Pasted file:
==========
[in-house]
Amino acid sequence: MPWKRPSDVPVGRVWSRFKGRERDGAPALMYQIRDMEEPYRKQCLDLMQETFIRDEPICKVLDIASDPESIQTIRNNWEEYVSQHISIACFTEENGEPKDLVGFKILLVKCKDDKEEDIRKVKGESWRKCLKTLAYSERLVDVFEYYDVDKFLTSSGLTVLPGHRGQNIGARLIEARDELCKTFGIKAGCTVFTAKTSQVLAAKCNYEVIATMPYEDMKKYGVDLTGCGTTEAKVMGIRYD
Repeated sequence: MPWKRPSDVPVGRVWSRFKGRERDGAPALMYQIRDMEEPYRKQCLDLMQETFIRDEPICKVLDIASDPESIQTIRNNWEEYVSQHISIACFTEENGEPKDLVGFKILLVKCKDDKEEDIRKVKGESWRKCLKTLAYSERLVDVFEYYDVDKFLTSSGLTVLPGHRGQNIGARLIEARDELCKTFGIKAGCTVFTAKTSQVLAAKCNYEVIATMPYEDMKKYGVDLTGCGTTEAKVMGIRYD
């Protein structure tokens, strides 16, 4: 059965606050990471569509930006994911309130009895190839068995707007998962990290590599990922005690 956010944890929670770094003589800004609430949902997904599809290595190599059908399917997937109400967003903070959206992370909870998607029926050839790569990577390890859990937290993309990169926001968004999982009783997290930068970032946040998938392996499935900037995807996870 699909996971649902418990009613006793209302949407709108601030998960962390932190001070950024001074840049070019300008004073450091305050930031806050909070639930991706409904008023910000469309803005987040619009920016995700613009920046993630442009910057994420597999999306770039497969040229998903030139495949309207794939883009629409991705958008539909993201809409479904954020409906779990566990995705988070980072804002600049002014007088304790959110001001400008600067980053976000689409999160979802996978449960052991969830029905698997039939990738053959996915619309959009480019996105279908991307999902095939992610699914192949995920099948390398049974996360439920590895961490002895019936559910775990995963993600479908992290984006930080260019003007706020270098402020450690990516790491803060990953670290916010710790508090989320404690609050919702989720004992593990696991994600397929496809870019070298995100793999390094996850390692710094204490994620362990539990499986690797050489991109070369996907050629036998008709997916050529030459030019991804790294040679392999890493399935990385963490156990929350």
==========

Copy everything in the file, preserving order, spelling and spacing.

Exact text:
[in-house]
Amino acid sequence: MPWKRPSDVPVGRVWSRFKGRERDGAPALMYQIRDMEEPYRKQCLDLMQETFIRDEPICKVLDIASDPESIQTIRNNWEEYVSQHISIACFTEENGEPKDLVGFKILLVKCKDDKEEDIRKVKGESWRKCLKTLAYSERLVDVFEYYDVDKFLTSSGLTVLPGHRGQNIGARLIEARDELCKTFGIKAGCTVFTAKTSQVLAAKCNYEVIATMPYEDMKKYGVDLTGCGTTEAKVMGIRYD
Repeated sequence: MPWKRPSDVPVGRVWSRFKGRERDGAPALMYQIRDMEEPYRKQCLDLMQETFIRDEPICKVLDIASDPESIQTIRNNWEEYVSQHISIACFTEENGEPKDLVGFKILLVKCKDDKEEDIRKVKGESWRKCLKTLAYSERLVDVFEYYDVDKFLTSSGLTVLPGHRGQNIGARLIEARDELCKTFGIKAGCTVFTAKTSQVLAAKCNYEVIATMPYEDMKKYGVDLTGCGTTEAKVMGIRYD
């Protein structure tokens, strides 16, 4: 059965606050990471569509930006994911309130009895190839068995707007998962990290590599990922005690 956010944890929670770094003589800004609430949902997904599809290595190599059908399917997937109400967003903070959206992370909870998607029926050839790569990577390890859990937290993309990169926001968004999982009783997290930068970032946040998938392996499935900037995807996870 699909996971649902418990009613006793209302949407709108601030998960962390932190001070950024001074840049070019300008004073450091305050930031806050909070639930991706409904008023910000469309803005987040619009920016995700613009920046993630442009910057994420597999999306770039497969040229998903030139495949309207794939883009629409991705958008539909993201809409479904954020409906779990566990995705988070980072804002600049002014007088304790959110001001400008600067980053976000689409999160979802996978449960052991969830029905698997039939990738053959996915619309959009480019996105279908991307999902095939992610699914192949995920099948390398049974996360439920590895961490002895019936559910775990995963993600479908992290984006930080260019003007706020270098402020450690990516790491803060990953670290916010710790508090989320404690609050919702989720004992593990696991994600397929496809870019070298995100793999390094996850390692710094204490994620362990539990499986690797050489991109070369996907050629036998008709997916050529030459030019991804790294040679392999890493399935990385963490156990929350």